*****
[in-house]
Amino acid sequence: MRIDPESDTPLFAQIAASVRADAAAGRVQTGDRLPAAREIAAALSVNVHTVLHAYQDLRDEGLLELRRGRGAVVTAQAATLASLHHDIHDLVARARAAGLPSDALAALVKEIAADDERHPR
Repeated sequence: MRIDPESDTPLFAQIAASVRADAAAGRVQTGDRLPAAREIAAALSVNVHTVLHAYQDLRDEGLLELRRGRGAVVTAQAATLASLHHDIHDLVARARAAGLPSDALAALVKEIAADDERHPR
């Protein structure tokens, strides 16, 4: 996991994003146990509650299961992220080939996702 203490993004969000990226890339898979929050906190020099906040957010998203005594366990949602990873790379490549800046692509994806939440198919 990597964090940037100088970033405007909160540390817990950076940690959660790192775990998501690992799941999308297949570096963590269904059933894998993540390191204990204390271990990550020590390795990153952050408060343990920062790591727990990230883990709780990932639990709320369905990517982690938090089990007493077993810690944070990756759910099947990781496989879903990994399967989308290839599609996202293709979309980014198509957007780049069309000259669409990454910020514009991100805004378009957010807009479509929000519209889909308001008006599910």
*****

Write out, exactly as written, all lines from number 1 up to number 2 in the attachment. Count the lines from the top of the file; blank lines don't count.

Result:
[in-house]
Amino acid sequence: MRIDPESDTPLFAQIAASVRADAAAGRVQTGDRLPAAREIAAALSVNVHTVLHAYQDLRDEGLLELRRGRGAVVTAQAATLASLHHDIHDLVARARAAGLPSDALAALVKEIAADDERHPR